Retroperitoneal fibrosis

Rare entity with increased retroperitoneal tissue with chronic inflammation and fibrosis which can entrap the ureter or other organs.

Idiopathic in two-thirds of cases, with the remainder cases secondary to neoplasms, trauma, infectious processes, radiation, surgery and certain drugs.

In a Finnish study incidence of idiopathic disease 0.1 per 100,000 person-years and a prevalence of 1.38 per 100,000 population.

Estimated annual incidence varies from 1 per 200,000-500,000 population.

Because of the its nonspecific symptoms, the diagnosis is often delayed and may lead to progressive loss of renal function.

Childhood presentation is extremely rare.

Mean onset 50-60 years of age with men affected 2-3 times as often as women.

Can occur in children and in the elderly.

Characterized by the development of extensive fibrosis throughout the retroperitoneum, usually centered over the anterior surface of the fourth and fifth lumbar vertebrae.

Can lead to entrapment and obstruction of retroperitoneal structures, especially the ureters.

Involvement of the inferior vena cava and lymphatics may result in compression or thrombosis and leads to lower-limb edema.

Gonadal vessel may cause scrotal edema, rarely, the duodenum, biliary tract, pancreas, large bowel, and mesentery are involved.

Malignant retroperitoneal fibrosis is associated with poor prognosis, with average survival of approximately 3-6 months.

Idiopathic retroperitoneal fibrosis carries a good prognosis.

Sixty to 70% of cases of retroperitoneal fibrosis are idiopathic..

Etiologic factors include chronic peritoneal irritation, and irradiation.

In approximately 8% of patients. is associated with malignancy to carcinomas of the breast, lung, stomach, colon, bladder, prostate, and cervix.

Metastatic tumor cells in the retroperitoneum cause a desmoplastic reaction,

Malignantly induced retroperitoneal fibrosis displaces the ureter medically on radio graphic examinations.

Immune-mediated connective-tissue diseases associated with RF include: Ankylosing spondylitis, systemic lupus erythematosus, scleroderma, systemic vasculitis, Wegener’s granulomatosis, polyarthritis,, Reynards disease, rheumatoid arthritis, and immune complex membranous ground glomerulonephritis.

Can be associated with Crohn disease, ulcerative colitis, and sclerosing cholangitis.

Responds to corticosteroids and immunosuppressive therapy suggesting it is immunologically mediated.

Approximately 8% of cases are associated with metastatic malignancy.

The symptoms and signs are nonspecific.

Definitive diagnosis made by biopsy.

Duration of symptoms prior to diagnosis is approximately 6-12 months.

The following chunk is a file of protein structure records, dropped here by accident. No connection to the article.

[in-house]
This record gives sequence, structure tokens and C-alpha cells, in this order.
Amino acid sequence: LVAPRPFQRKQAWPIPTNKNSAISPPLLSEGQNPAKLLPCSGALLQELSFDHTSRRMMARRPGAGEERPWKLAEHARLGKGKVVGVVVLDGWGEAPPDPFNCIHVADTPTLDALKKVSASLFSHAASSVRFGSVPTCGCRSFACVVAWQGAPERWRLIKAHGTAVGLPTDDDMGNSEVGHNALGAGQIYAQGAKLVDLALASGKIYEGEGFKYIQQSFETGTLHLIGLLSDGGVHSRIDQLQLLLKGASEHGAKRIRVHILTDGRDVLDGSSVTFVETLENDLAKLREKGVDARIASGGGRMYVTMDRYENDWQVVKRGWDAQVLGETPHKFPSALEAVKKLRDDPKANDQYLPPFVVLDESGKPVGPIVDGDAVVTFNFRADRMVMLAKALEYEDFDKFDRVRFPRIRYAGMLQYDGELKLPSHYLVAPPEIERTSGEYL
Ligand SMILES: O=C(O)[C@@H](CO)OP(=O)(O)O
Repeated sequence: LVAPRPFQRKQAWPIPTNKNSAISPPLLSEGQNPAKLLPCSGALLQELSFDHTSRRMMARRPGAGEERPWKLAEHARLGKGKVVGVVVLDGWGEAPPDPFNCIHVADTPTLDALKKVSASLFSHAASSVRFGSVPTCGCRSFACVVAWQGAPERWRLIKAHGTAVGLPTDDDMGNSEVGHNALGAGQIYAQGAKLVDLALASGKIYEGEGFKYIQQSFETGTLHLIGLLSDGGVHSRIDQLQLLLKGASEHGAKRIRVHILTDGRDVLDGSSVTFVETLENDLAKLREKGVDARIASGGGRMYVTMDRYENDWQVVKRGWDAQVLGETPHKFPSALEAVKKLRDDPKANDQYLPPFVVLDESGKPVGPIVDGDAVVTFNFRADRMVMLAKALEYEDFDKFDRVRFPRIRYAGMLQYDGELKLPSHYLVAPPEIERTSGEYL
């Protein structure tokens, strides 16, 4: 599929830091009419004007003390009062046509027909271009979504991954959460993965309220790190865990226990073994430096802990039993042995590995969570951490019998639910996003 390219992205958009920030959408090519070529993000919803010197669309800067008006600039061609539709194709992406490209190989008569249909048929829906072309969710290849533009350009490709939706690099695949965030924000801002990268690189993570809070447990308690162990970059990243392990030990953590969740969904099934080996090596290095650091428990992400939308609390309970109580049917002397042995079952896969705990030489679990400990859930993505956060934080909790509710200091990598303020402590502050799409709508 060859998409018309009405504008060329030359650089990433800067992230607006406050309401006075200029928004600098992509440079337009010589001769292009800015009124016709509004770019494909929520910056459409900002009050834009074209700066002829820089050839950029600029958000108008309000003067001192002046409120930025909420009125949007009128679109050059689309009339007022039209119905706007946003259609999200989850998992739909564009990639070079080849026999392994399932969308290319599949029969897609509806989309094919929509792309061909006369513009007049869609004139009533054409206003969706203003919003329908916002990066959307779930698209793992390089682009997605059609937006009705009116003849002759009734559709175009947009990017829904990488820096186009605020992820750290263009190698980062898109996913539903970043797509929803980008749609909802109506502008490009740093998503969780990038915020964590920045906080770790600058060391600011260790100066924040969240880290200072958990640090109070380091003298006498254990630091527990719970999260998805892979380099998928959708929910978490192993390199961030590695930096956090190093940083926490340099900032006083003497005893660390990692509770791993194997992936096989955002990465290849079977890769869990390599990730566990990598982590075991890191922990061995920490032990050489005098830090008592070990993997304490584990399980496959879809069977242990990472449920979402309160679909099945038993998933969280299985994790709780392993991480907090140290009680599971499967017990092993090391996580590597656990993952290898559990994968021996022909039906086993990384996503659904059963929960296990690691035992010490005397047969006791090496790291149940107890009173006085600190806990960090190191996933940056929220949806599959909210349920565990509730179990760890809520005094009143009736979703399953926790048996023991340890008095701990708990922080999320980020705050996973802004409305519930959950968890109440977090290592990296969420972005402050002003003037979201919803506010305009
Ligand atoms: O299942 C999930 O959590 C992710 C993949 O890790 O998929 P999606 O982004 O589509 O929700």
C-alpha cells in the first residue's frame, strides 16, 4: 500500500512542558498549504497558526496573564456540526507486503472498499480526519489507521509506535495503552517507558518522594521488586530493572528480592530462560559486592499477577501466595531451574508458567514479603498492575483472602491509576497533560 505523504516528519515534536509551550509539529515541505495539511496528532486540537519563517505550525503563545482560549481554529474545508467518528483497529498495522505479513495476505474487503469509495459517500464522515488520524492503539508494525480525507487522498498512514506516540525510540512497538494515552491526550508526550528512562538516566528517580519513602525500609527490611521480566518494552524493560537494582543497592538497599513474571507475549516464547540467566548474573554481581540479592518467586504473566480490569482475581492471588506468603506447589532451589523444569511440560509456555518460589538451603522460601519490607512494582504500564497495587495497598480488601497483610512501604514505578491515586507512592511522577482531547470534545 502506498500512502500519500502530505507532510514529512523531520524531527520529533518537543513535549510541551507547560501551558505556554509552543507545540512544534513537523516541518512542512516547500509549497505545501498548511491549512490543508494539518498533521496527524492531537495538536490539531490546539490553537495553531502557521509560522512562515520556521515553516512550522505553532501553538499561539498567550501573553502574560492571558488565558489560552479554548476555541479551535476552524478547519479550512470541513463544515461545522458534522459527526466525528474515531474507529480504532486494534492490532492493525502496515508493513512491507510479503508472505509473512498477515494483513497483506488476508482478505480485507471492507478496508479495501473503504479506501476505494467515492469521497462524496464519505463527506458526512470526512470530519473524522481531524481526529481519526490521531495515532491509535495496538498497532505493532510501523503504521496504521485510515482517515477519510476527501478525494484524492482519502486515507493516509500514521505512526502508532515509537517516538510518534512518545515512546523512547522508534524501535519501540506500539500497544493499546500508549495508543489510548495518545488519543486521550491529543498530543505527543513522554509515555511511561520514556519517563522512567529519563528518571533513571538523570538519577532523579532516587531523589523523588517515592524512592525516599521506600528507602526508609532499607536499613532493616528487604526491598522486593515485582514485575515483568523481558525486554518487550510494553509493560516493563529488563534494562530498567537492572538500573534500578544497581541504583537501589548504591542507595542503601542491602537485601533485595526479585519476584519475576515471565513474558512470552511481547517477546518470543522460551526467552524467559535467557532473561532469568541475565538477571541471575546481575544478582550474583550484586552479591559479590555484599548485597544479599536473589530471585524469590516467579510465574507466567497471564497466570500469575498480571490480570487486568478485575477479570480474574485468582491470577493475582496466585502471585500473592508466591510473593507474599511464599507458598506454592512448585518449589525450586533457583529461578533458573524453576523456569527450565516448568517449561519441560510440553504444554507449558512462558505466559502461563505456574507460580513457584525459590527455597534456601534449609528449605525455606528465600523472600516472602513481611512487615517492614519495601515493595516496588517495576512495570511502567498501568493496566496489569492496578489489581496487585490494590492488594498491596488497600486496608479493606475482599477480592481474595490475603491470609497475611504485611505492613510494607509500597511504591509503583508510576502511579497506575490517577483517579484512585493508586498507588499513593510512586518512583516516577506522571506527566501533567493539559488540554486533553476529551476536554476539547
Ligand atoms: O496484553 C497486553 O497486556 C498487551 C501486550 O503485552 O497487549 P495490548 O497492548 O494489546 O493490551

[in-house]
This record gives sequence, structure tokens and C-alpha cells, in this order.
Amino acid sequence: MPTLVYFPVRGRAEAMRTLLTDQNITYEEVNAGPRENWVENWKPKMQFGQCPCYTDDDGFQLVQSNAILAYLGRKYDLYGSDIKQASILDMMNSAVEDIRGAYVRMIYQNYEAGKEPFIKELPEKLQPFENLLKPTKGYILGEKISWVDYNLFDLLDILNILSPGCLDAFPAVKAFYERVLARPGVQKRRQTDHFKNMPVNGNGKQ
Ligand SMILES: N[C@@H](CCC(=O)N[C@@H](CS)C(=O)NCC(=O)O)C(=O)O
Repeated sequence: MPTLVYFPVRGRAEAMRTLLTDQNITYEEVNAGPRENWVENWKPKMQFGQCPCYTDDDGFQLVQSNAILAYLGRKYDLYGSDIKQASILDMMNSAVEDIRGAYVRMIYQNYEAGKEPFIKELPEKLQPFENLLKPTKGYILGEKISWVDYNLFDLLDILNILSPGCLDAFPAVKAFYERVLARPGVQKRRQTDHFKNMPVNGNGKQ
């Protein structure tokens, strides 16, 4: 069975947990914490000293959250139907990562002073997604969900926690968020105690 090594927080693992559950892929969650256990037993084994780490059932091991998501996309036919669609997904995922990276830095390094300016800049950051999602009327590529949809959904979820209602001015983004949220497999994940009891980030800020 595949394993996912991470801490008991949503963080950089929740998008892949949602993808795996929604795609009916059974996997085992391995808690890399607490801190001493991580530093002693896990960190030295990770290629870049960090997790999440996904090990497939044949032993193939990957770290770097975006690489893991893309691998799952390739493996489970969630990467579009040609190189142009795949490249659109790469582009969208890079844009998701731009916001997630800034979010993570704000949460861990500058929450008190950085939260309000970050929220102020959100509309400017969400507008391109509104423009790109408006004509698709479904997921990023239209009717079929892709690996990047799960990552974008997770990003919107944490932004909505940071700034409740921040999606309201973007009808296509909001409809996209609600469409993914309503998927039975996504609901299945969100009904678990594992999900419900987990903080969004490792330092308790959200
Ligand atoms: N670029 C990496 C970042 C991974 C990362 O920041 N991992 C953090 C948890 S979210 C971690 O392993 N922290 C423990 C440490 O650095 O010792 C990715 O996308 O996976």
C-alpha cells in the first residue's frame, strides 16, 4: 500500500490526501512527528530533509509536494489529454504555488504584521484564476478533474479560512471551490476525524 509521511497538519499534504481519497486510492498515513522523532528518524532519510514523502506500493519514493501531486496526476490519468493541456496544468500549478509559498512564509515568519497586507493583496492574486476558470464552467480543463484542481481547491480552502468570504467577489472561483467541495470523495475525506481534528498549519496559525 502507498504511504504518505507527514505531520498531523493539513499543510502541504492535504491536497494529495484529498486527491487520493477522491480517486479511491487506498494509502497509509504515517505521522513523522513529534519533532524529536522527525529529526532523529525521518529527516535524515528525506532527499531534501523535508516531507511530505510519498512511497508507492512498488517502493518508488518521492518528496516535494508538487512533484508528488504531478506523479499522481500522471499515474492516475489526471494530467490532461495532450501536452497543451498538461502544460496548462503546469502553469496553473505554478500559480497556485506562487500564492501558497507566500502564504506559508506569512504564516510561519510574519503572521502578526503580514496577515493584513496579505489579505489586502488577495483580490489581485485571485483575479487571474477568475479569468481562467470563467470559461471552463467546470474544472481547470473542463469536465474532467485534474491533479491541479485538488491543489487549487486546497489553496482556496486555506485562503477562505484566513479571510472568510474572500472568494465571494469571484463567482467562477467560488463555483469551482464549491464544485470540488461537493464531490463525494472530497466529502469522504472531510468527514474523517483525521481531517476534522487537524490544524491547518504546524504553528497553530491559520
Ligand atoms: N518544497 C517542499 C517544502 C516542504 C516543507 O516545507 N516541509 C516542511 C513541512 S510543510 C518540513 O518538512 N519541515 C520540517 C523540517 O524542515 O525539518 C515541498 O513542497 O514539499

Greater than 90% of patients present with dull, poorly localized, noncolicky pain in the flank, back, scrotum, or lower abdomen.

Less common symptoms include fever, lower-extremity edema, phlebitis, and deep venous thrombosis.

Children , may have hip or gluteal pain.

Uncommonly patients present with weight loss, nausea, vomiting, anorexia, and fatigue.

Rare manifestations include: Raynaud phenomenon, ureteric colic, and hematuria.

Physical findings due to late complications include : peripheral edema, ascites, thrombosis, bowel obstruction.

Intravenous urography may provide support for the diagnosis.

CT scanning or MRI is essential for evaluating the extent of the disease.

Pathogenesis not been definitively described.

Suggested that the process is an immunologic response to antigens within atherosclerotic plaques, as fibrosis often begins around a severely atherosclerotic aorta, as demonstrated on autopsy and radiographic studies.

Plaque formation may allow insoluble lipids, such as ceroid, an oxidized low-density lipoprotein, to leak into periaortic tissue.

Ceroid containing macrophages in lymph nodes in approximation of the fibrosis and vascular plaques has been noted.

Frequently associated with aortic aneurysms.

Retroperitoneal fibrosis regression has been reported following aneurysm repair.

Explanation for the presence of RF in children, or in those without aortic aneurysm is not presently available.

Drugs such as beta-blockers, methysergide, and methyldopa have been implicated as etiologic agents, with secondary hypersensitivy or autoimmune reactions.

Fibrosis reaction associated with carcinoid tumormay be due to circulating serotonin or its metabolites.

Occasionally associated with connective tissue disorders, familial disorders, and HLA-B27 gene.

Associated with the Hyper IgG4 syndrome.

Associated with asbestosis exposure.

Higher risk in smokers.

Lab findings include elevated ESR, increased IgG4, presence of autoantibodies, HLA-B27, elevated urea and creatinine levels, normocytic normochromic anemia, elevated C-reactive protein level, polyclonal hypergammaglobulinemia, elevated alkaline phosphatase, and antinuclear antibodies in 60% of cases.

Urinalysis is usually normal, but rarely microscopic hematuria or pyuria is present.

Ureteral obstruction often appears minimal in the presence of severe renal failure, suggesting impaired peristalsis is a significant contributor to the process.

The aims in management is to preserve renal function, reduce morbidity, and suppressing inflammation.

Ureterolysis is the pref2242ed treatment as it it allows biopsy specimens to be obtained and relieving ureteral obstruction.

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